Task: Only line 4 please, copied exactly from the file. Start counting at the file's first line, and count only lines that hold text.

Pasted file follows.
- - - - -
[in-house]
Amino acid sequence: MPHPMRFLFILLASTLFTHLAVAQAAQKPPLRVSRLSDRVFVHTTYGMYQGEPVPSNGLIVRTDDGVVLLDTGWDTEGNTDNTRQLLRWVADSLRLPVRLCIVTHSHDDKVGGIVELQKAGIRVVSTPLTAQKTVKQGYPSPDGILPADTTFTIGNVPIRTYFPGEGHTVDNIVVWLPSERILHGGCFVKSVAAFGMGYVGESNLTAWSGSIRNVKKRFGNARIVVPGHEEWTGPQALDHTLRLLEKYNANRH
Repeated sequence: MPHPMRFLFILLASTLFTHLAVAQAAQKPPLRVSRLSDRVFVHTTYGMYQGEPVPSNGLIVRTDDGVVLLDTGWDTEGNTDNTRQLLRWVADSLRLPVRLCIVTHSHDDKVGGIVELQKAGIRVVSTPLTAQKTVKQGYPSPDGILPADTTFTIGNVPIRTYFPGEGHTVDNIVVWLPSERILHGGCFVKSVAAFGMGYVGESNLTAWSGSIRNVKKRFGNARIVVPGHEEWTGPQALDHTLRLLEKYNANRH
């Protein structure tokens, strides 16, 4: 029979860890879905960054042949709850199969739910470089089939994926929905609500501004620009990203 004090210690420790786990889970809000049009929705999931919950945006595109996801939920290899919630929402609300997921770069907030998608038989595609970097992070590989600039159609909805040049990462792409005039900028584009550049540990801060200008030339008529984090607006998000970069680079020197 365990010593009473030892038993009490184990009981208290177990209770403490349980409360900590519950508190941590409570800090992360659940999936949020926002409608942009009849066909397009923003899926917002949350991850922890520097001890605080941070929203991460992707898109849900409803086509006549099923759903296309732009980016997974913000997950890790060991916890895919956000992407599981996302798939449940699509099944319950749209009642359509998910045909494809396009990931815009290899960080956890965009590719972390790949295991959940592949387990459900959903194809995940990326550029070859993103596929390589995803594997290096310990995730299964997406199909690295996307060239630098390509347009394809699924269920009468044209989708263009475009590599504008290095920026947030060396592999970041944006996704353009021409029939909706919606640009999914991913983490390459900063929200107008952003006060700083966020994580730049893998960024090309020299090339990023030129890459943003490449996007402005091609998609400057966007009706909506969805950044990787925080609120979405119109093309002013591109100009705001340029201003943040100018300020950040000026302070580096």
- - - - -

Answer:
């Protein structure tokens, strides 16, 4: 029979860890879905960054042949709850199969739910470089089939994926929905609500501004620009990203 004090210690420790786990889970809000049009929705999931919950945006595109996801939920290899919630929402609300997921770069907030998608038989595609970097992070590989600039159609909805040049990462792409005039900028584009550049540990801060200008030339008529984090607006998000970069680079020197 365990010593009473030892038993009490184990009981208290177990209770403490349980409360900590519950508190941590409570800090992360659940999936949020926002409608942009009849066909397009923003899926917002949350991850922890520097001890605080941070929203991460992707898109849900409803086509006549099923759903296309732009980016997974913000997950890790060991916890895919956000992407599981996302798939449940699509099944319950749209009642359509998910045909494809396009990931815009290899960080956890965009590719972390790949295991959940592949387990459900959903194809995940990326550029070859993103596929390589995803594997290096310990995730299964997406199909690295996307060239630098390509347009394809699924269920009468044209989708263009475009590599504008290095920026947030060396592999970041944006996704353009021409029939909706919606640009999914991913983490390459900063929200107008952003006060700083966020994580730049893998960024090309020299090339990023030129890459943003490449996007402005091609998609400057966007009706909506969805950044990787925080609120979405119109093309002013591109100009705001340029201003943040100018300020950040000026302070580096």